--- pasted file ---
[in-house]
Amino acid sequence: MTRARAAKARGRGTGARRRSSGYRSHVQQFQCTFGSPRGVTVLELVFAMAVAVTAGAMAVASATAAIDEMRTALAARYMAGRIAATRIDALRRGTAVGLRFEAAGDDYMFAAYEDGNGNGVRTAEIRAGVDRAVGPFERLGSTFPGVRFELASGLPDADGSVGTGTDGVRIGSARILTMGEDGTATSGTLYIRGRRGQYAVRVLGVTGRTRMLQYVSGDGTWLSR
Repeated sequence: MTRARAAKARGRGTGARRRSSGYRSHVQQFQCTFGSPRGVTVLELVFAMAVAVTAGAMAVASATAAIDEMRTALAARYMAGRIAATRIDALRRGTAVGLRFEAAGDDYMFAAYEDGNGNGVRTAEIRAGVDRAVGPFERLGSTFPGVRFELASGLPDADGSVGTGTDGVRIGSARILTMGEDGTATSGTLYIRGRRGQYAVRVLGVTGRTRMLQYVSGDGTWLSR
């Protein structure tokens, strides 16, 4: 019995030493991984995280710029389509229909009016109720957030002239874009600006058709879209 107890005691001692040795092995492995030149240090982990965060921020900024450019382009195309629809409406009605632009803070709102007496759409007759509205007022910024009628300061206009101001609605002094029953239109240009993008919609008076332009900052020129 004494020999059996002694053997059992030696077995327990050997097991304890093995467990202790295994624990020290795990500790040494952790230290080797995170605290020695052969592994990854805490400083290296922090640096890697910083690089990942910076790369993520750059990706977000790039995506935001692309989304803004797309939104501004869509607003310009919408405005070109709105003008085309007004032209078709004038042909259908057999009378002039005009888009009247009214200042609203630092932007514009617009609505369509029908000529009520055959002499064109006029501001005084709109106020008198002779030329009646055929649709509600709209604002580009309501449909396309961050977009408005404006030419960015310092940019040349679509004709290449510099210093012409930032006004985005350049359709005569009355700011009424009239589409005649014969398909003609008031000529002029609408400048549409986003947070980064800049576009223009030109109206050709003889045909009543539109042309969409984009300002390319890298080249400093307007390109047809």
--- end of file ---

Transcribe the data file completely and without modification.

[in-house]
Amino acid sequence: MTRARAAKARGRGTGARRRSSGYRSHVQQFQCTFGSPRGVTVLELVFAMAVAVTAGAMAVASATAAIDEMRTALAARYMAGRIAATRIDALRRGTAVGLRFEAAGDDYMFAAYEDGNGNGVRTAEIRAGVDRAVGPFERLGSTFPGVRFELASGLPDADGSVGTGTDGVRIGSARILTMGEDGTATSGTLYIRGRRGQYAVRVLGVTGRTRMLQYVSGDGTWLSR
Repeated sequence: MTRARAAKARGRGTGARRRSSGYRSHVQQFQCTFGSPRGVTVLELVFAMAVAVTAGAMAVASATAAIDEMRTALAARYMAGRIAATRIDALRRGTAVGLRFEAAGDDYMFAAYEDGNGNGVRTAEIRAGVDRAVGPFERLGSTFPGVRFELASGLPDADGSVGTGTDGVRIGSARILTMGEDGTATSGTLYIRGRRGQYAVRVLGVTGRTRMLQYVSGDGTWLSR
């Protein structure tokens, strides 16, 4: 019995030493991984995280710029389509229909009016109720957030002239874009600006058709879209 107890005691001692040795092995492995030149240090982990965060921020900024450019382009195309629809409406009605632009803070709102007496759409007759509205007022910024009628300061206009101001609605002094029953239109240009993008919609008076332009900052020129 004494020999059996002694053997059992030696077995327990050997097991304890093995467990202790295994624990020290795990500790040494952790230290080797995170605290020695052969592994990854805490400083290296922090640096890697910083690089990942910076790369993520750059990706977000790039995506935001692309989304803004797309939104501004869509607003310009919408405005070109709105003008085309007004032209078709004038042909259908057999009378002039005009888009009247009214200042609203630092932007514009617009609505369509029908000529009520055959002499064109006029501001005084709109106020008198002779030329009646055929649709509600709209604002580009309501449909396309961050977009408005404006030419960015310092940019040349679509004709290449510099210093012409930032006004985005350049359709005569009355700011009424009239589409005649014969398909003609008031000529002029609408400048549409986003947070980064800049576009223009030109109206050709003889045909009543539109042309969409984009300002390319890298080249400093307007390109047809």